Testing time for bright sparks

Written by admin on 14/06/2018 Categories: 南京夜网

A SCIENCE and engineering challenge at James Sheahan Catholic High School will nurture some of the most talented students in the region on March 5.
Nanjing Night Net

The brainchild of Rotary, Byrnecut Australia and the University of Newcastle, students will participate in eight activities based on science and engineering.

“This challenge promotes science and engineering to students and really gives them a feel for the practical side of things,” Rotary’s Neal Fogarty said.

“They’ll showcase their practical skills and it also encourages people to consider a career in science and engineering.

“We need more scientists and engineers in our community because innovation is what Australia needs for the next 50 years.”

This sentiment was shared by Brynecut Australia spokesman Marcus Properzi, who said his organisation was thrilled to support all students interested in science and engineering.

“Our company has had a long history of trying new things and we jumped at the opportunity to get involved at the grass roots level,” he said.

“We’re delighted to be involved and to help these students and foster their love of science and engineering.”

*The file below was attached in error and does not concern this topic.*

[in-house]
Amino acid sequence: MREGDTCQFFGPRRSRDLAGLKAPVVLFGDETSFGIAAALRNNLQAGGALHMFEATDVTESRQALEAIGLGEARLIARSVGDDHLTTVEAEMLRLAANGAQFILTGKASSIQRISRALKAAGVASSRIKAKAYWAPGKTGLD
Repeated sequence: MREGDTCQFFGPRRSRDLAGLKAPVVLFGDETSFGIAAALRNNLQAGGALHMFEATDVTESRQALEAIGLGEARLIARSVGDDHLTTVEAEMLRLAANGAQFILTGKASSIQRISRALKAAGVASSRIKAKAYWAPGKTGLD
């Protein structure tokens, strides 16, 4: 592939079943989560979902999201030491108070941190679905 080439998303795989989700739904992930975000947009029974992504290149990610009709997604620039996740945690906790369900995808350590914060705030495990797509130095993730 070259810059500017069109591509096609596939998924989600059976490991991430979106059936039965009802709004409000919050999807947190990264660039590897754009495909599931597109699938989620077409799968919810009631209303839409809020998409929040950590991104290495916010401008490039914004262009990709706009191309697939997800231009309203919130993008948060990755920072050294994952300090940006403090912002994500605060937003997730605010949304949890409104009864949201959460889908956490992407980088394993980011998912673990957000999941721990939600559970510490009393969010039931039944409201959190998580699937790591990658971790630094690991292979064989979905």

Eight schools: Orange, Canobolas, Molong and Blayney high schools, Kinross Wolaroi School, Orange Christian School, Denison College Kelso and James Sheahan Catholic High School will participate.

It is anticipated about 240 year 10 students will participate in the activities.

“I’m looking forward to it because it will give us a chance to practice our problem-solving skills and use our creativity to come up with a solution,” James Sheahan student Katherine Lindsay said.

“I like the idea of some of the activities – building a hovercraft for a project sounds pretty cool,” Mathieu Guisard said.

The challenge will be held from 9am to 2.30pm in Sheahan’s Mercy Hall.

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GREAT MINDS: Michael Horth, Marcus Properzi, Mark Pauschmann and Ben Thomson with (front) students Mathieu Guisard and Katherine Lindsay. Photo: STEVE GOSCH 0222sgscience2

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